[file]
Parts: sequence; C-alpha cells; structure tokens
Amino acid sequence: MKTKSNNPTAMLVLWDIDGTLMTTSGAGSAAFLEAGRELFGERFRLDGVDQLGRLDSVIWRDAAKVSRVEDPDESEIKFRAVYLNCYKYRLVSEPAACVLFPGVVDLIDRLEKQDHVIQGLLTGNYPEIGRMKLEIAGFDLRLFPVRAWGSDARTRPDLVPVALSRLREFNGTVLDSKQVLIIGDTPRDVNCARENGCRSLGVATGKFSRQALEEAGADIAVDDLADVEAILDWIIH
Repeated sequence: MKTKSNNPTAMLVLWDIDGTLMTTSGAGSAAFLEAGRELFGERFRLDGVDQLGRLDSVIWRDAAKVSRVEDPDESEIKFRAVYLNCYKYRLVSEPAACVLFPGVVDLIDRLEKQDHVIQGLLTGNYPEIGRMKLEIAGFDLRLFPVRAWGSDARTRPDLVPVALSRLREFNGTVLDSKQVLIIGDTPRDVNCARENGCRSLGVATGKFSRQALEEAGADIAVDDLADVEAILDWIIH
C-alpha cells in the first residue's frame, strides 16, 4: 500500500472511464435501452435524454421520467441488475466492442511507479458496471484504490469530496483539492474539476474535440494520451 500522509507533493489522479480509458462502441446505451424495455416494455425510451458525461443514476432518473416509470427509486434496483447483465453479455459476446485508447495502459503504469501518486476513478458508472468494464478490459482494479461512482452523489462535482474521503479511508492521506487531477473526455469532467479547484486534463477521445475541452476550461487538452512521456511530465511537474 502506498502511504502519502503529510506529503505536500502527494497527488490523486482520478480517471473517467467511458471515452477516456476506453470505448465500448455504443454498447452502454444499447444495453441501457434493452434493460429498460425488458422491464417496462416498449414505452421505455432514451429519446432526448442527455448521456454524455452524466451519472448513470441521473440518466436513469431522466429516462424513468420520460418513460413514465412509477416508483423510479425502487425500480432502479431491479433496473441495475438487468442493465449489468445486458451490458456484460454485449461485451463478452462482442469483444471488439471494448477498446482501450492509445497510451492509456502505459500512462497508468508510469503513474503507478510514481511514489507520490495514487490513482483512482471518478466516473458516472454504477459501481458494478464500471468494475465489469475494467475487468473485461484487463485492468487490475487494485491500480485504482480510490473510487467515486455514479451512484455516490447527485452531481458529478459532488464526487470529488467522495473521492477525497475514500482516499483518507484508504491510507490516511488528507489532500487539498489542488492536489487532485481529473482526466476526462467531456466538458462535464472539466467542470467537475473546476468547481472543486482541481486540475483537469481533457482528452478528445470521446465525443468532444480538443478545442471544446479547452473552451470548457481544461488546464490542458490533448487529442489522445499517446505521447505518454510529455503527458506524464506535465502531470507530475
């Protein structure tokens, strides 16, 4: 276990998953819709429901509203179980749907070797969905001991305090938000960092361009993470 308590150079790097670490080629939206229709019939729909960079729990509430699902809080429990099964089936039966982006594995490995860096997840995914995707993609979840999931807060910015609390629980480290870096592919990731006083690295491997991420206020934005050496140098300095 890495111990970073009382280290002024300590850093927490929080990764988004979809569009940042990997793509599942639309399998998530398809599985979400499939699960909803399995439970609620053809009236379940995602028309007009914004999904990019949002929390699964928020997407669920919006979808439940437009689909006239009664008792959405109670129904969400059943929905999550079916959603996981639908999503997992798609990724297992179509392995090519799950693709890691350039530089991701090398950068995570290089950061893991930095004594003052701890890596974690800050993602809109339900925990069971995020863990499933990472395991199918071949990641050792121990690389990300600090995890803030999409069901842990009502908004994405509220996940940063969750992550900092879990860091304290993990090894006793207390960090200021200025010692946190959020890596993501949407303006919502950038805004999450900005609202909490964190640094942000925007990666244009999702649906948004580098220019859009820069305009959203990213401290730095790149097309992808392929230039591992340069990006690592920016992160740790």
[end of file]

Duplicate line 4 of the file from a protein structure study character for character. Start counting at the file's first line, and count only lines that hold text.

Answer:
C-alpha cells in the first residue's frame, strides 16, 4: 500500500472511464435501452435524454421520467441488475466492442511507479458496471484504490469530496483539492474539476474535440494520451 500522509507533493489522479480509458462502441446505451424495455416494455425510451458525461443514476432518473416509470427509486434496483447483465453479455459476446485508447495502459503504469501518486476513478458508472468494464478490459482494479461512482452523489462535482474521503479511508492521506487531477473526455469532467479547484486534463477521445475541452476550461487538452512521456511530465511537474 502506498502511504502519502503529510506529503505536500502527494497527488490523486482520478480517471473517467467511458471515452477516456476506453470505448465500448455504443454498447452502454444499447444495453441501457434493452434493460429498460425488458422491464417496462416498449414505452421505455432514451429519446432526448442527455448521456454524455452524466451519472448513470441521473440518466436513469431522466429516462424513468420520460418513460413514465412509477416508483423510479425502487425500480432502479431491479433496473441495475438487468442493465449489468445486458451490458456484460454485449461485451463478452462482442469483444471488439471494448477498446482501450492509445497510451492509456502505459500512462497508468508510469503513474503507478510514481511514489507520490495514487490513482483512482471518478466516473458516472454504477459501481458494478464500471468494475465489469475494467475487468473485461484487463485492468487490475487494485491500480485504482480510490473510487467515486455514479451512484455516490447527485452531481458529478459532488464526487470529488467522495473521492477525497475514500482516499483518507484508504491510507490516511488528507489532500487539498489542488492536489487532485481529473482526466476526462467531456466538458462535464472539466467542470467537475473546476468547481472543486482541481486540475483537469481533457482528452478528445470521446465525443468532444480538443478545442471544446479547452473552451470548457481544461488546464490542458490533448487529442489522445499517446505521447505518454510529455503527458506524464506535465502531470507530475